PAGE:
U.S. Social Security Trust Funds: There is Optimism

The U.S. Social Security Trust Funds remain in jeopardy, but a recent report finds that all has not been worse than expected.

In fact, Americans could stop collecting full benefits in 2035, a year later than projected in the 2023 report.

This is revealed in the State of the U.S. Social Security Trust Funds report issued May 6.

The report, which is submitted to Congress every year, indicates that the combined asset reserves of the Social Security Old-Age and Survivors Trust Funds and those intended to pay the disabled will only be able to pay 83% of benefits beginning in 2035.

This is 3% more than the 2023 report forecasts.


Also, the Social Security agency announced a series of changes that will streamline bureaucratic processes and allow more people to receive Supplemental Security Income (SSI).

But they will also increase payments to those already benefiting from the program for those over 65, children and the disabled.

With a recovering economy, low unemployment and rising wages are the reasons why this year is a bright spot in the face of the possibilities of the Social Security Trust Funds running out, which as close as in 11 years will not be able to pay the full check to beneficiaries.

U.S. Social Security Trust Funds: There is Optimism

Despite this, Social Security Commissioner Martin O’Malley, was optimistic about the projections, although he called on policymakers to take action immediately.

“As long as Americans continue to work, Social Security can, and will, continue to pay benefits,” he said, noting that 50 percent of retirees depend on Social Security for their livelihood.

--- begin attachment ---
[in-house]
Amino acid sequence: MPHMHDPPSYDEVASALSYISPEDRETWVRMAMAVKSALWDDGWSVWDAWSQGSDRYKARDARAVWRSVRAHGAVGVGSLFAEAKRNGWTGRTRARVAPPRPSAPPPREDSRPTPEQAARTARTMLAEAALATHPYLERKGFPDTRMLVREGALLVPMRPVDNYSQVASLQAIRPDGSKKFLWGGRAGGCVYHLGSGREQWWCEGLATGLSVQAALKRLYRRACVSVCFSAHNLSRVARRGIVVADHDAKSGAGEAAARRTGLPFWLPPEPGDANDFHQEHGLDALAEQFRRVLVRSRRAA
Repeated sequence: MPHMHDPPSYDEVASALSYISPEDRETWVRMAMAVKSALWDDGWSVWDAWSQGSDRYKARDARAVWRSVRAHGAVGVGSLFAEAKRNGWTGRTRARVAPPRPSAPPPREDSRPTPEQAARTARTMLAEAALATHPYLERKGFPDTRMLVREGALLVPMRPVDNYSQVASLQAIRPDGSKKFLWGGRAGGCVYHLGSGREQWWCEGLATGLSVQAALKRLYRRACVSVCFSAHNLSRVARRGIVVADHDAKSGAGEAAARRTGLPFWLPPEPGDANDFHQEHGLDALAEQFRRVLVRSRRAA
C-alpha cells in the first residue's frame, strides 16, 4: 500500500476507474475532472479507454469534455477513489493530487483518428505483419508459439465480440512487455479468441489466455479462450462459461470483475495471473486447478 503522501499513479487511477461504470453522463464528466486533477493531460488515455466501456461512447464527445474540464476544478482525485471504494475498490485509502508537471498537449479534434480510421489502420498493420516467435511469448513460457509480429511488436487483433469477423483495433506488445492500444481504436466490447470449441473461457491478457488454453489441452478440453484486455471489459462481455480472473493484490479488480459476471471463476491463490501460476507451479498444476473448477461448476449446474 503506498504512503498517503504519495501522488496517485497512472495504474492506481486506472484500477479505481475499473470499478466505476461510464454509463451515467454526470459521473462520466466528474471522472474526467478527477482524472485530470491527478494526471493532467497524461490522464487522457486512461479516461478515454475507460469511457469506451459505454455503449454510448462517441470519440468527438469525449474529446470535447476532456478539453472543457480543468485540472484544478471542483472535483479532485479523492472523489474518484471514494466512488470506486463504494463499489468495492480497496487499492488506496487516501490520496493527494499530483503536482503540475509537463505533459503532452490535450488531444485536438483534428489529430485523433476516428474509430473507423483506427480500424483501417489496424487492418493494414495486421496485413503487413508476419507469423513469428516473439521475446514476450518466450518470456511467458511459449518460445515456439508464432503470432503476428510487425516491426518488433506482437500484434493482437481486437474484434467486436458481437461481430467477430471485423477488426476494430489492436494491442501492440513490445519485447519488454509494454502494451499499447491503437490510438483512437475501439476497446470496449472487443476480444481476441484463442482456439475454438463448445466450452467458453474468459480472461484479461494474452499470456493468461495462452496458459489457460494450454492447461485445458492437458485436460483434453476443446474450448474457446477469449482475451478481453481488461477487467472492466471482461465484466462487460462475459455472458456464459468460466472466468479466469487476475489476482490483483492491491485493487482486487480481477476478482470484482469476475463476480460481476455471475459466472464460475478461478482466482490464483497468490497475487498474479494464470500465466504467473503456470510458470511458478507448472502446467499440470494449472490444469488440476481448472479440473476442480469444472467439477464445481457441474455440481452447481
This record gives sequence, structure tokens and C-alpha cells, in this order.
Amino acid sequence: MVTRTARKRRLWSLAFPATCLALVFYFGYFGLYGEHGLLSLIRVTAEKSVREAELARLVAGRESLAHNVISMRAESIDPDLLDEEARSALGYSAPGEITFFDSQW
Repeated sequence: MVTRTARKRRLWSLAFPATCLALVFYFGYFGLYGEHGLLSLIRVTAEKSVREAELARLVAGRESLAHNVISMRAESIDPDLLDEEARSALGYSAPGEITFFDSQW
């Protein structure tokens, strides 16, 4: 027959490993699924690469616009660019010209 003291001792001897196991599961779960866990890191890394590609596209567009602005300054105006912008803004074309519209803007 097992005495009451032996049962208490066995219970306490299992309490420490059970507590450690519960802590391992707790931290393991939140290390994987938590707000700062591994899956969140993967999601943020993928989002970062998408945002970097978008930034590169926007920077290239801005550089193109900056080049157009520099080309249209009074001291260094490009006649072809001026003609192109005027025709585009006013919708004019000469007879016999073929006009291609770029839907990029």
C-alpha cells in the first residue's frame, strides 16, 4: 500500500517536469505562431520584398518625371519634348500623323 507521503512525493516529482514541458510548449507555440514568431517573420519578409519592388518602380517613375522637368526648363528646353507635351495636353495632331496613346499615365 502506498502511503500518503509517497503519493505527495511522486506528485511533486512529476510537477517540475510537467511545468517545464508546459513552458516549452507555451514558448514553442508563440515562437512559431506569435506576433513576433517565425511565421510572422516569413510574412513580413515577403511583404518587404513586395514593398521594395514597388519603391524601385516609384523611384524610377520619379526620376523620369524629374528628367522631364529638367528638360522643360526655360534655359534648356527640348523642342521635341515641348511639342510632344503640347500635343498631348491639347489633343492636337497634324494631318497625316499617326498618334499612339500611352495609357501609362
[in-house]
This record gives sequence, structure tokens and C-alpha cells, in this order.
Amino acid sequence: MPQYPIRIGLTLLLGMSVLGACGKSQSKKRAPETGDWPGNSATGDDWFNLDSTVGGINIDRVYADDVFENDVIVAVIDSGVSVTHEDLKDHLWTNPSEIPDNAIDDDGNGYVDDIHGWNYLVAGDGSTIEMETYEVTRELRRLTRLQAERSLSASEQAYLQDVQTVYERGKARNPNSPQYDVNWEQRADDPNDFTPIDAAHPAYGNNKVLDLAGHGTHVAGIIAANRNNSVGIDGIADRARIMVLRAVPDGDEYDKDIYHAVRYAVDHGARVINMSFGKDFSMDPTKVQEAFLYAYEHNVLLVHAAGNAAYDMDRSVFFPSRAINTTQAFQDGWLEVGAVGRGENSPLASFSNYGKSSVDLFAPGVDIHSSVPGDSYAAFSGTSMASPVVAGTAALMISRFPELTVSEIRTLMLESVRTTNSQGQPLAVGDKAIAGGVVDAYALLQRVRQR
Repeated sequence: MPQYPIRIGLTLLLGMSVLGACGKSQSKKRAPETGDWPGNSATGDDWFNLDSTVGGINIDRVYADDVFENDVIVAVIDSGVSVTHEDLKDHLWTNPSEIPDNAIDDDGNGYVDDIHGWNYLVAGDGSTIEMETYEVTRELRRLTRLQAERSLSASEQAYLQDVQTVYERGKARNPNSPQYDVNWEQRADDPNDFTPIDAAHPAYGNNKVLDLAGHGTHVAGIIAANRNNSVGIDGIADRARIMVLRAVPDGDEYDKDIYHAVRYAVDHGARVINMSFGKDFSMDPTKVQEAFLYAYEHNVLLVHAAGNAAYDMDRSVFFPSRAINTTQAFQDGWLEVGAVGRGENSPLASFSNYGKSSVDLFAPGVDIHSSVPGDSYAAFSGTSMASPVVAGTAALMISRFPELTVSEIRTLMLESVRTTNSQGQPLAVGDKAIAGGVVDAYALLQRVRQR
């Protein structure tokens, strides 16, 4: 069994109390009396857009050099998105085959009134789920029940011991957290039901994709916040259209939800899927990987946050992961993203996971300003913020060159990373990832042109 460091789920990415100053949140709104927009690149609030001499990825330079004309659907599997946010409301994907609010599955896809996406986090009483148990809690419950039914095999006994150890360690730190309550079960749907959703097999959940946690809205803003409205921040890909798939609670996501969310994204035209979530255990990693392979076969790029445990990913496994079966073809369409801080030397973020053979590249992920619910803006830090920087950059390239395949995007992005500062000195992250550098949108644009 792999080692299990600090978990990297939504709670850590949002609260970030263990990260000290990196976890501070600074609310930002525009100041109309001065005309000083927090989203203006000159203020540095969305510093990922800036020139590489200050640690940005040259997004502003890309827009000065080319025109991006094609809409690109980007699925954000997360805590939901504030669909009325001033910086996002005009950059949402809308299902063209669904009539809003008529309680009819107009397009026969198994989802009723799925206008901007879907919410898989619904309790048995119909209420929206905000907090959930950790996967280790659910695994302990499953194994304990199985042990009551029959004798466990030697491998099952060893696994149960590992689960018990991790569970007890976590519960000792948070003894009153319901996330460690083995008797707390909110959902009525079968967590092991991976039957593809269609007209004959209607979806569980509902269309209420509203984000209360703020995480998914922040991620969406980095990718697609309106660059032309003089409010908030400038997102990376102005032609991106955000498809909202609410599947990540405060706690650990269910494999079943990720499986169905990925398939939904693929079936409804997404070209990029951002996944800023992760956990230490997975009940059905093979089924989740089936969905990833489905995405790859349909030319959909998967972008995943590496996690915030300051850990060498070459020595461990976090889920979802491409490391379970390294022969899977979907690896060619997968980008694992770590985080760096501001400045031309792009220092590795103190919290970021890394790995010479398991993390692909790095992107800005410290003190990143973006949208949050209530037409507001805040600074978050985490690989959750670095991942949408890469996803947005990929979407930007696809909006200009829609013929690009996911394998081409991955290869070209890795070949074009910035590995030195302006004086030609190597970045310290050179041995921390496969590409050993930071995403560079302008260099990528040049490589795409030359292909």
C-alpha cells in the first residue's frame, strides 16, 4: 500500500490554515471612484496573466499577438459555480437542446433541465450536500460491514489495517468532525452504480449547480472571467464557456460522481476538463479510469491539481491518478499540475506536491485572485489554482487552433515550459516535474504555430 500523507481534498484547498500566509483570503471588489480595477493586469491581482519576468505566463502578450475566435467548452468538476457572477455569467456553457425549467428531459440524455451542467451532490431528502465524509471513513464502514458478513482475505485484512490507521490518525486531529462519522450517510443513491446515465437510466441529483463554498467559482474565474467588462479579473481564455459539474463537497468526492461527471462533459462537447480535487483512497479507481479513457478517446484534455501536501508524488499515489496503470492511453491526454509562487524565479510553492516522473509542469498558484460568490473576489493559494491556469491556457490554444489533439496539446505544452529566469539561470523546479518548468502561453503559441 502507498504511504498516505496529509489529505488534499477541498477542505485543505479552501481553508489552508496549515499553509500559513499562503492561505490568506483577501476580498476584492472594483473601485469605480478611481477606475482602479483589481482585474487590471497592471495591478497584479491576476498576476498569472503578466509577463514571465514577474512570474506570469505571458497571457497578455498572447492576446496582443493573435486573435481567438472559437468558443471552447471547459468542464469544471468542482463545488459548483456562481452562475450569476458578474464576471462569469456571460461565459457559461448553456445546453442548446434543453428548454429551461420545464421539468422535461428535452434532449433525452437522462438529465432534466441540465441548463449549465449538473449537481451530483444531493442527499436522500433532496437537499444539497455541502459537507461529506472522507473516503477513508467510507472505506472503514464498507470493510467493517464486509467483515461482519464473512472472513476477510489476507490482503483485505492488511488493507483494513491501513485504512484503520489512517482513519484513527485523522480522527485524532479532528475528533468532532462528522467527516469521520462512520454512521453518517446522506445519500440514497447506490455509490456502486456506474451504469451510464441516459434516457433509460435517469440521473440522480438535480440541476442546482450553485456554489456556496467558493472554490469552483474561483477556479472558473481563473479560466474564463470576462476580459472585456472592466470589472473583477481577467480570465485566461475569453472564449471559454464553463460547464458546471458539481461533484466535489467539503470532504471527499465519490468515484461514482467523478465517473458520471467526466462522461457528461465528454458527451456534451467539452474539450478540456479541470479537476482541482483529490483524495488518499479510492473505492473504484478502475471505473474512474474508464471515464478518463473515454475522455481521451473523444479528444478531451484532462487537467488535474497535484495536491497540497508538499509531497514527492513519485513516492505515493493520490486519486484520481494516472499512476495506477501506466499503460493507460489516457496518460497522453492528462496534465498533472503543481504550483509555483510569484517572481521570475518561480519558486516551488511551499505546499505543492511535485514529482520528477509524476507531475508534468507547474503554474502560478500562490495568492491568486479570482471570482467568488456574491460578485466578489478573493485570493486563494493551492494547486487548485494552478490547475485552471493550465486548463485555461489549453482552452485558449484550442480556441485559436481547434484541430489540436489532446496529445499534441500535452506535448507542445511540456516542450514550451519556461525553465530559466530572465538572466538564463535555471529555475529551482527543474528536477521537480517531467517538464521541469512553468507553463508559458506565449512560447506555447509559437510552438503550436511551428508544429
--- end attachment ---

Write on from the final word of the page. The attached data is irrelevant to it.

The commissioner expressed a concern similar to that expressed by a panel of economists and experts from the Brookings Institution who met in Miami in April to discuss the national debt and the possible bankruptcy of Social Security.

The cost of Social Security began to exceed revenue in 2021 and the alarm remains.

Social Security Trust Fund income, including interest, was $1.351 billion in 2023, while total expenses amounted to $1.392 billion.

Last year, 67 million people received Social Security income, which amounted to $1,379 million.

The longevity of the population and the low birth rate of Americans are some of the reasons behind Social Security’s funding situation, said Evelyn Linares , spokeswoman for the Social Security Office in Miami-Dade.

“It’s a wake-up call to people to start preparing as soon as possible for retirement, because they can’t rely solely on Social Security income,” Linares said.

The average retirement currently is $3,822, Linares said.

This falls short of the rising cost of living and housing, especially in Miami, the metropolitan area of the country most affected by inflation.

Hispanics are not prepared to face a cut in their retirement checks.

The balance in their retirement savings accounts is six times smaller than that of Anglo households, Lisa M. Gomez, assistant secretary of the Employee Benefits Security Administration, told the Herald in January.

Linares used the occasion to warn about the rising incidence of fraud, in calls and letters to the public on behalf of the Social Security Trust Funds.

“They are making robo calls, imitating Social Security numbers,” he said.

Remember that Social Security offices prefer to communicate by letter with beneficiaries, so they always warn of calls, but scammers have refined their technique and are copying the Social Security logo on the letters, Linares said.

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